Shortly after Christmas, early in 1942, I was posted to Takali where I joined 603 City of Edinborough Spitfire Squadron. The going at Takali was very rough. I was on duty on the airfield from dawn till dusk, probably 12-14 hours. The bulk of the ground crew were billeted under canvas in Bushetti Gardens, the gardens of a large house. The tents were situated on one side of a valley and our neighbours on the other side were the Durham Light Infantry who did everything to the bugle which disturbed us whilst we tried to sleep. We were transported to and from the airfield in the famous Maltese buses which we had commandeered.
Air raids on the airfield were a regular occurrence. First the Germans would come over and bomb the airfield, and then the Italians would come and bomb the runway preventing our Spitfires from taking off.
During the air battles we would get several of the aircraft coming back badly damaged. I remember one aircraft came back without any undercarriage and the pilot didn’t seem to be getting out so several of us ran out to the aircraft and managed to get him out but the ammunition on the plane was exploding around us all the time and was afraid the aircraft would go up in flames at any time. I was helping the medics to get him out and he said to me ‘You will remember this day, won’t you’ I replied ‘Yes, what date is it?’ He said ‘6th June’. I suddenly realised I had missed my 21st birthday on 27 May 1942 by about 10 days. I had been far too busy to realise and had lost all account of time.
I heard on the grapevine that Kalafrana had been heavily bombed and the whole station had been transferred to Gzira just on the outskirts of Silema. Shortly after that the commanding officer who had gone to Gzira with the airmen found out he was six airmen short, someone in records told him we were at Takali! He got us back to the unit at Gzira. Whoever it was who posted us six to Takali probably saved our lives.
Mid to late 1943 I wrote to my then girlfriend Marjorie and said ‘What about us getting engaged’ She bought a ring and sent me a drawing of it. I had met Marjorie at Aristoc in early 1938 when I was 17 and Marjorie was 16.
Just before Christmas 1943 Kalafrana was made habitable again after the bombing and the whole station at Gzira was posted back there. At the Christmas dinner we were told that we were going home. Two months later, in February 1944, we were put on board a unit of the Italian Navy (a cruiser the Scipiano Africano). When Italy surrendered during 1943, the British Navy rounded up the Italian Navy, so the ships were based on Malta. This particular vessel was made use of to transport airmen to Bizerta in what was then French Africa (now Tunisia). After two weeks stay there we were put on board a tank landing craft for onward transmission to the UK. This journey took another two weeks; there were no tanks on board, just 100 Air Force men and the navy crew. The journey was horrendous; due to their shape the motion of the vessel was magnified.
As we approached the UK shores, instead of dropping us at a west coast port, we were taken right up over Shetland (in a blinding snow storm), up the Firth of Fourth, under the Fourth bridge to Edinborough. This after 2 ½ years in the Maltese climate, back to Scotland in February. From there we were brought down to Morecombe to be re-kitted and sent home. Whilst at Morecombe (a non-operational station) we were given the choice of stations to which we could be posted. I put down Hucknall After 2 ½ years I was entitled to approximately three weeks leave which I spent back at my mum and dads and whilst on leave my posting came through and was told to report to RAF Hucknall.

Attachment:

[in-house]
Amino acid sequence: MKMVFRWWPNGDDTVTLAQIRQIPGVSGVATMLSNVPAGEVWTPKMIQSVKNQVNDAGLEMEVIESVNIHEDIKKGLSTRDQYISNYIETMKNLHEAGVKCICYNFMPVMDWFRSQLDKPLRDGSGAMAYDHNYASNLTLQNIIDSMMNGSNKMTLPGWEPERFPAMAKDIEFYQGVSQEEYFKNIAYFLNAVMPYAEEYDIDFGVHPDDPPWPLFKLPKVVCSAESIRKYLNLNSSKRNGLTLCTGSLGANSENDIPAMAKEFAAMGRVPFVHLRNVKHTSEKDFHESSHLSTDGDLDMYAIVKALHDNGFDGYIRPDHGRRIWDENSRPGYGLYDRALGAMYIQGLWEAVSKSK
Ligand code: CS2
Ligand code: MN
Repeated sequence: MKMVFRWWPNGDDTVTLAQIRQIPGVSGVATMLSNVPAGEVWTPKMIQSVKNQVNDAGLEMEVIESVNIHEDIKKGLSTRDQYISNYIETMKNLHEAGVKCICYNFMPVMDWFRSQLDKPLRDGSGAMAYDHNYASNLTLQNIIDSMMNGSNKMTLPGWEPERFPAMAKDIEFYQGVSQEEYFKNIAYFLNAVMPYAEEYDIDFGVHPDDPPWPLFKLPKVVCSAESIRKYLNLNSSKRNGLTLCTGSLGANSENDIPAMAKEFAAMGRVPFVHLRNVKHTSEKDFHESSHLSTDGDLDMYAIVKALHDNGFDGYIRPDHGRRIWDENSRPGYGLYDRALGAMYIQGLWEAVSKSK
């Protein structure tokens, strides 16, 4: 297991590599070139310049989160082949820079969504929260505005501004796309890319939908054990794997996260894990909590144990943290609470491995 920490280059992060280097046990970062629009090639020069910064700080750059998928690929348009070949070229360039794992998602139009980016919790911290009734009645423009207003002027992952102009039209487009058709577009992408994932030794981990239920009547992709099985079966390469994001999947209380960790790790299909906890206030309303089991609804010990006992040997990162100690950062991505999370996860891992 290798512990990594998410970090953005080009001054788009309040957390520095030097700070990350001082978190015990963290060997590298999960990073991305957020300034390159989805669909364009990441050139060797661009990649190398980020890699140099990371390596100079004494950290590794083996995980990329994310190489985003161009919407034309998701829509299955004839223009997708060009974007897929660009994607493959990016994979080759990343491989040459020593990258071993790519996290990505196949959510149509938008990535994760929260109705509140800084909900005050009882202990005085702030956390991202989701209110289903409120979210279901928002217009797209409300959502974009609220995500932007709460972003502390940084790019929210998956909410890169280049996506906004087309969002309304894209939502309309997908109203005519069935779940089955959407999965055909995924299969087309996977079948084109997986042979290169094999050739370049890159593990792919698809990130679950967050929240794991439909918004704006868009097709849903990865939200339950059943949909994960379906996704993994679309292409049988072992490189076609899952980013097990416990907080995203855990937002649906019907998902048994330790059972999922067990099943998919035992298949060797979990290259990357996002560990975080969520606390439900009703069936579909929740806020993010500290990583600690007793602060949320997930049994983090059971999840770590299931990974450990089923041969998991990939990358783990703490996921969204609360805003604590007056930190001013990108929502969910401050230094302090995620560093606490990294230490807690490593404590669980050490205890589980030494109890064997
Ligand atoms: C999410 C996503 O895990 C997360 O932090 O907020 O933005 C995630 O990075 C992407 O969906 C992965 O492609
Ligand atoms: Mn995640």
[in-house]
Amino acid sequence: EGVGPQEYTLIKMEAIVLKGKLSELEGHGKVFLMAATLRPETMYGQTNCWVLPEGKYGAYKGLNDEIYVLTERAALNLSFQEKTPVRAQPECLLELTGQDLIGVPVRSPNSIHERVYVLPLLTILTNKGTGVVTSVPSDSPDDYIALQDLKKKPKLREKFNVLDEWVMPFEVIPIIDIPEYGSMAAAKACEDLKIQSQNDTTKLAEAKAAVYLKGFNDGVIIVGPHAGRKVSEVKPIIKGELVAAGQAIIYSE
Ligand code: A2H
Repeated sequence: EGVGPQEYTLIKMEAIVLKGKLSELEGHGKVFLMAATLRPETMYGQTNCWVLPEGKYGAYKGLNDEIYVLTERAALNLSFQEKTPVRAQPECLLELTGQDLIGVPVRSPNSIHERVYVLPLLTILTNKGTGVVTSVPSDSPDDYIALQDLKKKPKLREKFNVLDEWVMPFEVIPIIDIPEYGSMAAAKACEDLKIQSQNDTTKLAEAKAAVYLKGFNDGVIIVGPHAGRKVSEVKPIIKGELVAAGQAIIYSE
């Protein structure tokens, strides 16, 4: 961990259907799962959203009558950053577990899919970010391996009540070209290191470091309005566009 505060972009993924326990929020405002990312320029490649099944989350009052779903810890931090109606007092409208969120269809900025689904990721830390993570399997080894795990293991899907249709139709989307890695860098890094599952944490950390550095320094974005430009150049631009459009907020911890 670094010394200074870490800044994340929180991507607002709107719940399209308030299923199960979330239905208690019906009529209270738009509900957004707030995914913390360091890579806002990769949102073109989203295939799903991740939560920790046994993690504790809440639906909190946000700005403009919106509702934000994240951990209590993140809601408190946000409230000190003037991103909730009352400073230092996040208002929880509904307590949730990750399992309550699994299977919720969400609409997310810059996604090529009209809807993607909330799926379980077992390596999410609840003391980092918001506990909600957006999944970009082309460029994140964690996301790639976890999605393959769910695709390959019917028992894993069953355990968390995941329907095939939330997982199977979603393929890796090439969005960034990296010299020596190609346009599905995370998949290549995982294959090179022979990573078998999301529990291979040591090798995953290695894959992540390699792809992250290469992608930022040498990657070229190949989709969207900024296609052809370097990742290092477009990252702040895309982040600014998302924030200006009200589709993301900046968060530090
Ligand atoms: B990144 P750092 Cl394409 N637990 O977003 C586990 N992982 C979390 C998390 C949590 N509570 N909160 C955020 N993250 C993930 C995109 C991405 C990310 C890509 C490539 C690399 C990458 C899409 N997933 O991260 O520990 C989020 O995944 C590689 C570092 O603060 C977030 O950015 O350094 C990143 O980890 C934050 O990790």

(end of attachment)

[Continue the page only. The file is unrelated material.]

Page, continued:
Hucknall was a flying training school, mostly Polish under training pilots. Not much use for armourers. Most of the armourments staff had been there at least two years – a cushy job. One day the Armourment Officer, Warrant Officer Bradley, called me into the office and said ‘you’ve worked on Spitfires, haven’t’ you. There is a Spitfire on the tarmac, go and make sure it’s safe’. Pilots had a failing of leaving the gun button on ‘fire’ (instead of ‘safe’).
Mr Bradley said ‘While you are going, take the corporal with you and show him the ropes’. As we were walking across to the Spitfire, I said ‘Whatever you do, don’t press the gun button’. We arrived at the aircraft, I had a look round the outside, the corporal must have had a look in the cockpit and he did press the gun button, firing the cannon and the machine guns. The aircraft was outside the hangar in ground position, pointing to the top of the hangar and he blew a hole in the hangar. Shortly after that I was posted up to Inverness.
Also whilst at Hucknall I had two weeks at Hucknall’s satellite station in Yorkshire, near Sheffield. The only thing to look after here was a few 303 Lee Enfield rifles, .38 revolvers and about half a dozen signal pistols. Whist here I borrowed the bike and rode to my Aunt Ruth’s in Sheffield. I was at Hucknall about six months. Marjorie and I had our wedding banns read out for one week and then I was posted to Dalcross, near Inverness.
Dalcross was a Welllington bomber station. My Air Force record showed that I had experience on gun turrets so that was my job. When I arrived at Dalcross the commanding officer sent for me and said ‘Wilson, I understand you are getting married in two weeks’ time. Be on the tarmac on 23rd April and we’ll take you down as far as Carlisle with about 12 other airmen. There you can catch a train home’. Marjorie and I were married on 28th April 1945. Our honeymoon was in Matlock and I returned to Dalcross a week later. As I was travelling back to Dalcross I heard on one of the railway stations that the war was over in Europe. A short while later I was made redundant as regards my trade, but still retained on trade pay and was posted down with two others to West Kirby in the Wirral to a WAAF station.
I reported into the guard room and was told to go to the WAAF commanding officer. I went into her office and she noticed that we all had the Africa Star medal ribbon. She said ‘as long as my girls get their mail, I don’t mind how many of you are on the station, you have obviously done your bit’. She immediately gave us a pass to go off the station in turn. This posting suited me fine as my Aunt Sarah (another of my father’s five sisters) lived in Birkenhead which was only at the bottom of the Wirral. Marjorie came up and spent a few days here with me.
From West Kirby I was posted down to Cardington, Bedfordshire, for de-mob. I got a civilian suit and £76.00 – for five and a half year’s service.